How an Anti-Racist Organizational Change Model Can Build Capacity to Support Historically Excluded Students: A Guide for Advisors and Administrators of Pathway Programs

How an Anti-Racist Organizational Change Model Can Build Capacity to Support Historically Excluded Students: A Guide for Advisors and Administrators of Pathway Programs

Maranda C. Ward (The George Washington University, USA), Patrick G. Corr (The George Washington University, USA), Vivika Aarti Fernes (The George Washington University, USA), and Tammy Wang (The George Washington University, USA)
DOI: 10.4018/978-1-6684-5969-0.ch019
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Increasing diversity among the health workforce is not enough to address healthcare disparities. Advisors and administrators need to understand the role of justice, equity, diversity, and inclusion in the development of anti-racist organizations. This chapter considers the history and impact that the systemic exclusion of Black, Indigenous, People of Color (BIPOC) has on the healthcare system, provides an overview of modern efforts to attempt to resolve this problem through pipeline programs, considers one institution's efforts to make anti-racist change, and discusses how administrators and advisors in pre-health programs and pipeline programs can apply an antiracist organizational change model to build their capacity to support historically excluded students.
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Throughout this chapter, we frame our discussion around pathway programs and anti-racist organization change through the lens of justice, equity, diversity, and inclusion (JEDI) over diversity alone (Ward, 2021). We argue that diversity alone is insufficient to make meaningful and long-term change within a program or institution because the sole focus of diversity is increasing the number of people without providing attention to the structural issues that impact their success. We also discuss various programs designed to invest in historically excluded communities using the broad term “pathway program.” We use the term pathway, as opposed to pathway program, to suggest that effective programs provide more flexibility to students in terms of where they enter these programs and when they choose to exit (e.g., entering the workforce after high school, completing a two- or four-year degree program, or pursuing graduate training) or return (e.g., enter the workforce after high school, get direct experience in a health profession, and pursue additional education after the “traditional” age of college enrollment). In other words, the term pathway suggests a single entry and exit point for all students, which may not be appropriate given each student’s unique goals. Investing in pathway programs that address all elements of JEDI is one way by which our institutions can become anti-racist.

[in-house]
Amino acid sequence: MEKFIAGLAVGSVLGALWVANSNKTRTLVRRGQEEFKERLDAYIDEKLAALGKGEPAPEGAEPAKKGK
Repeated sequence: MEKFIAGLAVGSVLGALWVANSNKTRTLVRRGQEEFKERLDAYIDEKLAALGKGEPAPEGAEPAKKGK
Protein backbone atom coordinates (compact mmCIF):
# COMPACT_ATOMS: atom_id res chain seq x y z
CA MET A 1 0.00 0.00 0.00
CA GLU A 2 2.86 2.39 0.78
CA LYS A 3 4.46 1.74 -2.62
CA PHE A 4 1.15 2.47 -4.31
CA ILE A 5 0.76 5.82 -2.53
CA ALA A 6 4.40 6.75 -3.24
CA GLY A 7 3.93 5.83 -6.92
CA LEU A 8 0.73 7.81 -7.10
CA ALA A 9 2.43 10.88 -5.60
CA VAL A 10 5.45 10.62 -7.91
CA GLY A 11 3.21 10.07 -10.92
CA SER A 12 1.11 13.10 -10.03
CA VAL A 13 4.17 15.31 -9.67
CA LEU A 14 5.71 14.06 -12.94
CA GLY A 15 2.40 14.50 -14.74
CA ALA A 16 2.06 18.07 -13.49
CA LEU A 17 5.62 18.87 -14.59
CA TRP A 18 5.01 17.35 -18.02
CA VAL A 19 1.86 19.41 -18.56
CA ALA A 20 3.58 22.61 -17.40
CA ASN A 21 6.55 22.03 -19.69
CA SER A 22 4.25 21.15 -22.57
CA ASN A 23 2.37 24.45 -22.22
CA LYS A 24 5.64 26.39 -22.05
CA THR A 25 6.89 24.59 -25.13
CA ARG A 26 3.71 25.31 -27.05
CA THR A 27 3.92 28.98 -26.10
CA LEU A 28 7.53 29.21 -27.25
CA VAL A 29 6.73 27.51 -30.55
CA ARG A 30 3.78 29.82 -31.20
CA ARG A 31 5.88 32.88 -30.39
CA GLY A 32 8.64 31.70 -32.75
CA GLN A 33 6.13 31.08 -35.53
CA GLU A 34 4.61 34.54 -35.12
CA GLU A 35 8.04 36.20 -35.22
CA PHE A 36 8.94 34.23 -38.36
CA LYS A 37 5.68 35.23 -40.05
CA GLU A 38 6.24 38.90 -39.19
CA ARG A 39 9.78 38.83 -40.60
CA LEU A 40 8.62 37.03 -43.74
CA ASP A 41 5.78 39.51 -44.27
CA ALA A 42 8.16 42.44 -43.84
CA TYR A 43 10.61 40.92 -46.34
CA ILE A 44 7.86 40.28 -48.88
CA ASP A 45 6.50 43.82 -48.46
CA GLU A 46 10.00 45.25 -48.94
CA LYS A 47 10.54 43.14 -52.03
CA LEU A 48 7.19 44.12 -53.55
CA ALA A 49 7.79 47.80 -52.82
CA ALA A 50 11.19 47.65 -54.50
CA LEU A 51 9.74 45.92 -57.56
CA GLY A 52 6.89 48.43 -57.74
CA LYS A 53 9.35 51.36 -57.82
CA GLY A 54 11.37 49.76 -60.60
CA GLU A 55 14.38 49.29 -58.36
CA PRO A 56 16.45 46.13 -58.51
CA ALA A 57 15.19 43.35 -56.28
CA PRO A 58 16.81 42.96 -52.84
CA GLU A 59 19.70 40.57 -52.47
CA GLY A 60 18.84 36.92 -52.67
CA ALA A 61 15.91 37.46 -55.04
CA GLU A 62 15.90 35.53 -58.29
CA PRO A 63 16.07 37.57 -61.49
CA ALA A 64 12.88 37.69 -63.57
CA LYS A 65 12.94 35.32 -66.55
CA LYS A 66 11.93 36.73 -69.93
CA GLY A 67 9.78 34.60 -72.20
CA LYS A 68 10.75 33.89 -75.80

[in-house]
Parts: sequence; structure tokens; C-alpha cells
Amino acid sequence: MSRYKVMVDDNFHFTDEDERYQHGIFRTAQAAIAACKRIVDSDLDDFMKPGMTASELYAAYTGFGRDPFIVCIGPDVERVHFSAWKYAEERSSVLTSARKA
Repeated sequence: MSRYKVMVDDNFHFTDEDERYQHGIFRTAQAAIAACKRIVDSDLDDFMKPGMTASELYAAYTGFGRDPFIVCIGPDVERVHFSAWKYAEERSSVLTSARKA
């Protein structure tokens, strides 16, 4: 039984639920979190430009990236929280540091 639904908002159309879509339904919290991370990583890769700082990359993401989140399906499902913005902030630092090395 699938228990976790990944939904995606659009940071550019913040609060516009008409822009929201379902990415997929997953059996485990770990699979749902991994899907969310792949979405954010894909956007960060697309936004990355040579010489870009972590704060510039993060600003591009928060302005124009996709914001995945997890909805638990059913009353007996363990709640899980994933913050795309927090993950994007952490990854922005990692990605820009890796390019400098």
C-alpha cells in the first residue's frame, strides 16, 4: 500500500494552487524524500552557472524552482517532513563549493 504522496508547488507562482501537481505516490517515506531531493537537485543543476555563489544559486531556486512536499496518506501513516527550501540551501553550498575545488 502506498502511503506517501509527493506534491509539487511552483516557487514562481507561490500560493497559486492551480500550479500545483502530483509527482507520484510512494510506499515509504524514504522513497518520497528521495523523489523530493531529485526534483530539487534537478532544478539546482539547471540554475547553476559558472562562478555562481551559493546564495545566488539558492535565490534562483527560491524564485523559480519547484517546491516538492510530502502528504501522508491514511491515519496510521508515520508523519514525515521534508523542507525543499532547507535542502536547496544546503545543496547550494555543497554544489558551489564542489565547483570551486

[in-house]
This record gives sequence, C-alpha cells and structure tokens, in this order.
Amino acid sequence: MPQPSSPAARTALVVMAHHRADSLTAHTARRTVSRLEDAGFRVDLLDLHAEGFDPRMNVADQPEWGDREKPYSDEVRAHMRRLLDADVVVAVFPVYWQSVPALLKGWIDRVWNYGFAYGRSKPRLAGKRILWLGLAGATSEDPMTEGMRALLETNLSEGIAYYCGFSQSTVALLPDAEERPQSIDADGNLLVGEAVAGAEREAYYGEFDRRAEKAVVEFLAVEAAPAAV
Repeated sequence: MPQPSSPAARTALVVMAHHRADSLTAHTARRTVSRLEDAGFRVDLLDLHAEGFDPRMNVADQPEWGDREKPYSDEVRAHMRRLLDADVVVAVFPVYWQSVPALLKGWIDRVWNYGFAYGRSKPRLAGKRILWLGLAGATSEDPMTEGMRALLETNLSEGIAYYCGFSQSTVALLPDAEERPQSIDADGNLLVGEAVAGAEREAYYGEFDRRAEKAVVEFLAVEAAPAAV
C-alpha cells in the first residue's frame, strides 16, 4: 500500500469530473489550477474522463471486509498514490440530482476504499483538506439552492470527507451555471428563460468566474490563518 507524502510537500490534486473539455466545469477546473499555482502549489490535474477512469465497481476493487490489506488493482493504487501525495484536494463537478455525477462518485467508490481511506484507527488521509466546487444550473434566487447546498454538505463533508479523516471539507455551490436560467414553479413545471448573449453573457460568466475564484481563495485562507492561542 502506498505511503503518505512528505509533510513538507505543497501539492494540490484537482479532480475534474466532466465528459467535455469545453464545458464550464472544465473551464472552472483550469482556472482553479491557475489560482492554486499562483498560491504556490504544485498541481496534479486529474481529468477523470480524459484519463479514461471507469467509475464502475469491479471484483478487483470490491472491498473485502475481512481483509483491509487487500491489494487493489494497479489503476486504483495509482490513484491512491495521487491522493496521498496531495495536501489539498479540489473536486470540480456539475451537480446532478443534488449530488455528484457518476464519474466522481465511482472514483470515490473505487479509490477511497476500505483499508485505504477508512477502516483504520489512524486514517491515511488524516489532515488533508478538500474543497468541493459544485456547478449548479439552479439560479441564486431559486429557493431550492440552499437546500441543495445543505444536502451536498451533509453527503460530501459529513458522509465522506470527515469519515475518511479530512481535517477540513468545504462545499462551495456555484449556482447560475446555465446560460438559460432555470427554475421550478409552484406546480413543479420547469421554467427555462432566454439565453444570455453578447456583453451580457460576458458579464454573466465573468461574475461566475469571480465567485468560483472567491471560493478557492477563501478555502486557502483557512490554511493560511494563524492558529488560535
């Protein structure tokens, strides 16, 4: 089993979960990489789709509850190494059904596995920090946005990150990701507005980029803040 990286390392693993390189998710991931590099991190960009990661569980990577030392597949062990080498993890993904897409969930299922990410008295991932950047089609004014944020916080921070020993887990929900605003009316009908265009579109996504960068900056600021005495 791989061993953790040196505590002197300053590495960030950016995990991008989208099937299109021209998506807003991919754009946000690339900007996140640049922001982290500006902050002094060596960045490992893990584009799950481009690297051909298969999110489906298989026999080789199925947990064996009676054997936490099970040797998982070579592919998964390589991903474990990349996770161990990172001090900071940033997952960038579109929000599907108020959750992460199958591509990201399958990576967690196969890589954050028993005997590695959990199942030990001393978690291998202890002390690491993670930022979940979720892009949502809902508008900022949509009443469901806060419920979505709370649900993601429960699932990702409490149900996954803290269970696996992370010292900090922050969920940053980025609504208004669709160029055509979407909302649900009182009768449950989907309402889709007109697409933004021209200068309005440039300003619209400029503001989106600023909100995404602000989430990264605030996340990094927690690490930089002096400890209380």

Key Terms in this Chapter

Inclusion: Fostering a space where everyone feels safe, validated, included, and welcomed.

Diversity: Ensuring representation of various perspectives and social identities within a space.

Bias: The negative evaluation of one group and its members relative to another (Blair, Steiner, & Havranek, 2011).

Anti-Racist: One who expresses the idea that racial groups are equals and none needs developing, and supports policy that reduces racial inequity (Kendi, 2019).

Equity: Providing a fair and constant redistribution of resources and power to ensure that no single social identity has priority or power over another.

Racism: A system of structuring opportunity and assigning value based on the social interpretation of how one looks that unfairly disadvantages some individuals and communities, unfairly advantages other individuals and communities, and saps the strength of the whole society through the waste of human resources (Jones as cited by Kaiser Permanente Institute for Health Policy, 2016).

Justice: Dismantling systemic and historic barriers to equity (e.g., assessing internal policies that hinder the ability of historic communities to get ahead).

Privilege: Unearned advantages granted to members of a group by prejudicial and powerful social, institutional, and cultural systems that allocate resources and designate value (People’s Institute for Survival and Beyond, 1997).

Whiteness: Whiteness refer[s] to the way that white people, their customs, culture, and beliefs operate as the standard by which all other groups are compared (National Museum of African American History and Culture, n.d.).

Antiracism: Anti-racism is the active process of identifying and eliminating racism by changing systems, organizational structures, policies and practices and attitudes, so that power is redistributed and shared equitably” (National Antiracism Council International Perspectives: Women and Global Solidarity, n.d. as cited by Alberta Civil Liberties Research Centre, 2021)

Structural Racism: A system in which public policies, institutional practices, cultural representations, and other norms work in various, often reinforcing ways to perpetuate racial group inequity (Aspen Institute, 2016).

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